Who is Hanaya Yohei? Read all about this awesome sushi rebel

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You may not know who Hanaya Yohei is, but if you like sushi, you have much to thank him for.

Yohei is a Japanese cook credited with the invention of nigiri sushi (hand-formed sushi). Read on to learn more about his life and times and how he came up with this innovative creation!

Who is Hanaya Yohei?

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Hanaya Yohei’s history

Hanaya Yohei was born in 1799 during Japan’s Edo period. He was born in Fukui, Japan to a family of the Fukui Prefecture.

Yohei was interested in cooking and would experiment with different dishes. As a young man trying to find himself, he left home in 1818 and spent time between jobs working on and off at his family’s business.

Meanwhile, in the culinary world, people were trying to come up with an easier way to make sushi. The fish used for sushi was sourced from the Tokyo Bay. Rice and salt were added to make the sushi rolls.

The rice was vital because it worked to ferment the fish. In these days before refrigeration, the fermentation process was the only way to keep the fish from going bad. However, the need for fermentation meant that it took a very long time to make the sushi.

Because sushi was a staple of the Japanese diet, many people sought ways to make it easier to produce.

Yohei came up with a solution of creating nigiri sushi in 1824.

Check out our post on nigiri and other popular types of sushi over here

To create the sushi, Yohei used neta (the fish used in sushi) that was either raw, marinated, simmered, or salted, depending on the type of neta that was used. He placed the fish on top of vinegared rice balls and hand molded the ingredients together.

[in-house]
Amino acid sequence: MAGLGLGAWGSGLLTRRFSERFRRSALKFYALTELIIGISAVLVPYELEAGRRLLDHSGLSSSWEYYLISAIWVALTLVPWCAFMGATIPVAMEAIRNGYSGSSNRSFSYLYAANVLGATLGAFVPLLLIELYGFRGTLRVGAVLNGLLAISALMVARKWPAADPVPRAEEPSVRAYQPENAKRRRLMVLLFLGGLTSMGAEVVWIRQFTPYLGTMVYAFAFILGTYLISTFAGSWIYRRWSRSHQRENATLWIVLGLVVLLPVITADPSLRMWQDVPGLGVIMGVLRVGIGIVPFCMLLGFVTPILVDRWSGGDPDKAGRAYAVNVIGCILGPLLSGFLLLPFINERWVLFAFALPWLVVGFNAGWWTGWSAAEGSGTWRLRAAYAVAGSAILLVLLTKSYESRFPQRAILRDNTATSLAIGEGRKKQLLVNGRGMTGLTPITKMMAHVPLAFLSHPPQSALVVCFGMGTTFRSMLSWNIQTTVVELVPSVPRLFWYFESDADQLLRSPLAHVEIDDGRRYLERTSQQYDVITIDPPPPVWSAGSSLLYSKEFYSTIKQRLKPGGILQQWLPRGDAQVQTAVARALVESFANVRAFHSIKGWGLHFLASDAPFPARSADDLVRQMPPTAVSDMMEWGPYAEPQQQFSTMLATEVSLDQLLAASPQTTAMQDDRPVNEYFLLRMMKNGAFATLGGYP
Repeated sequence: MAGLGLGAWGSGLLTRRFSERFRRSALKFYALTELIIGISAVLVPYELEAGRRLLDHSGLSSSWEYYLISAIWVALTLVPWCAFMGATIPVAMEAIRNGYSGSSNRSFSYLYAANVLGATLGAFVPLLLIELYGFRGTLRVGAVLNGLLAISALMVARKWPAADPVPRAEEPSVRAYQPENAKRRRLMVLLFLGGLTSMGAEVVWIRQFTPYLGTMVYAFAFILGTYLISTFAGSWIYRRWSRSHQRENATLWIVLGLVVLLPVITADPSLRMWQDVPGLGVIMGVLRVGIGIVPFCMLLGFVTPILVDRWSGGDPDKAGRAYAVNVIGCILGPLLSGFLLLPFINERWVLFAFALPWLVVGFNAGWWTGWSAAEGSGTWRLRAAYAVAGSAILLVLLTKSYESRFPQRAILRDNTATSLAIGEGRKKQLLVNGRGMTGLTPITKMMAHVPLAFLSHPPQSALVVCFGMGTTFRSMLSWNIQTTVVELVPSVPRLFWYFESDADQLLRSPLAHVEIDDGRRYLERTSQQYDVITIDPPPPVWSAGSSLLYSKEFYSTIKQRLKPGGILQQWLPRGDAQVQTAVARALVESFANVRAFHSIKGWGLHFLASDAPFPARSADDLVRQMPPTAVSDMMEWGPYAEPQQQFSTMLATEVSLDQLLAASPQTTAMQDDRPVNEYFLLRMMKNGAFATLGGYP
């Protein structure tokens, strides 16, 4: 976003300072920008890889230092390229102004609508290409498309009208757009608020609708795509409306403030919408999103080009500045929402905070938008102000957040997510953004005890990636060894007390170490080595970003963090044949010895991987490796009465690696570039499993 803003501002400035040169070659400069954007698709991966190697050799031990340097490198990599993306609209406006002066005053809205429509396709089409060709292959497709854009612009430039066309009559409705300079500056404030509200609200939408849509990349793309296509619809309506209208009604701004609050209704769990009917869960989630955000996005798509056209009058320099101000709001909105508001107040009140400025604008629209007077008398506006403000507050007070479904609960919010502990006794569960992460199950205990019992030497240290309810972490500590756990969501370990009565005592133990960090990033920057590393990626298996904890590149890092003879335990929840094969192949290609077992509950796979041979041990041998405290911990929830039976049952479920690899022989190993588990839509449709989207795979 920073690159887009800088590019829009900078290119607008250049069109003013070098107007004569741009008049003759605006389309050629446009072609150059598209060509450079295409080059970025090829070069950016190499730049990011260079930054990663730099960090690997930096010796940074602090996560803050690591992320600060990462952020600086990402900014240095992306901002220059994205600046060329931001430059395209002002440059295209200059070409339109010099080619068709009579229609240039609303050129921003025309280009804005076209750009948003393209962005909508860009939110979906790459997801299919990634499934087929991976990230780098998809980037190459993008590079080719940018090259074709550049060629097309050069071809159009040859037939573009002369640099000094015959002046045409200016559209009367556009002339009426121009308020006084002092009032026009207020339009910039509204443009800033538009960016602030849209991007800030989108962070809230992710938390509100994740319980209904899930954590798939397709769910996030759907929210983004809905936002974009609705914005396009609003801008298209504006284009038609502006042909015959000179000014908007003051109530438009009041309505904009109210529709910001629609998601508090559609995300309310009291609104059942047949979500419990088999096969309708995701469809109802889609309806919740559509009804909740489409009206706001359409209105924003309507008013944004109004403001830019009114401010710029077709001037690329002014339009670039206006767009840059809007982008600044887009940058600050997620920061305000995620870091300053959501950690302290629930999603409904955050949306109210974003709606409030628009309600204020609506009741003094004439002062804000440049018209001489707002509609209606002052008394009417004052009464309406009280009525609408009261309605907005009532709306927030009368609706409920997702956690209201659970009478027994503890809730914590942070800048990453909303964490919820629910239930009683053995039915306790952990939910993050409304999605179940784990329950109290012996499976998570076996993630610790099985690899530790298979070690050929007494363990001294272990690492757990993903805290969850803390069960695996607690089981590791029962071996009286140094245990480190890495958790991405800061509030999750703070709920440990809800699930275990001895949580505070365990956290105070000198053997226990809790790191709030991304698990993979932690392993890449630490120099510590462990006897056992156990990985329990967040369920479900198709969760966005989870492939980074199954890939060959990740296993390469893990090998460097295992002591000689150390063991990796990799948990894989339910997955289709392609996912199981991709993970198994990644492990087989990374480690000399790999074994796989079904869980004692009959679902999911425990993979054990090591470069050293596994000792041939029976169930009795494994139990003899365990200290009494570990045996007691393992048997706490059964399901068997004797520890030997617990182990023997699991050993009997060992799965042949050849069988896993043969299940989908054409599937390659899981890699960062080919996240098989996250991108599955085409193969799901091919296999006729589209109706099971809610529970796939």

In creating nigiri sushi, Yohei introduced a way to eat fresh sushi. No longer was the flavor profile dominated by the fermentation process; now, the taste of the ingredients could really shine through.

And by eliminating all the time it took to make sushi, it was now a food that could be eaten on the go. Yohei took advantage of this by selling his freshly made sushi in a box he carried on his back.

Once his business started to grow, he moved his operation to a stand and eventually, he opened a restaurant. The establishment was called Yohei Zushi (read about sushi vs zushi here) and it was located in the Ryogoku area of present-day Tokyo. It stayed in business until 1932, long after Yohei died in 1858.

Besides creating his own successful business, Yohei also paved the way for many entrepreneurs who followed in his footsteps. There are many sushi stands throughout Japan and it’s become a popular fast food due to the speedy method Yohei introduced.

Tokyo still honors Yohei’s legacy and there’s a placard that marks the birthplace of nigiri sushi located in the city.


Yohei was responsible for bringing sushi to the masses, but he also helped with the popularization of tuna. Tuna wasn’t regarded as a highly valuable fish in Japan, but once Yohei started incorporating it into his sushi, it became a much sought-after delicacy.

The chef also served his sushi with a dab of wasabi and vinegared rice that provided a distinct taste. Today, using wasabi to flavor sushi is a time-honored tradition.

Yohei the outlaw

Although Yohei was recognized for the creation of nigiri sushi and therefore, was highly respected by his peers, he wasn’t as well respected by the government who ruled Japan during the Edo period.

There was a famine in Edo in 1833. As a result, the Tempo Reforms were created and put in effect from 1841 to 1843.

The Reforms placed a ban on luxury foods and Yohei and many other sushi chefs were arrested. Fortunately, the Reforms eventually relaxed and sushi was restored to its glory, going on to become a popular dish throughout the world!

Who’s the father of sushi?

Because of Yohei’s creation, he’s often credited with being the father of sushi. However, others argue that without Matazaemon Nakano, Yohei would’ve never been able to make his invention.

You see, Nakano was the first to invent the essential sushi ingredient: vinegar.

Rather than argue about it, let’s just say that it was a combination of Yohei’s creativity and Nakano’s innovative spirit that gave birth to this delicious delicacy!

Who first made sushi?

But let’s not forget that even before Yohei made nigiri sushi, sushi did exist. So how did the first versions of sushi come to be?

While there’s much folklore surrounding the invention of sushi, the first hard evidence we have comes from a Chinese dictionary that mentions salted fish being placed in cooked rice, causing it to undergo a fermentation process.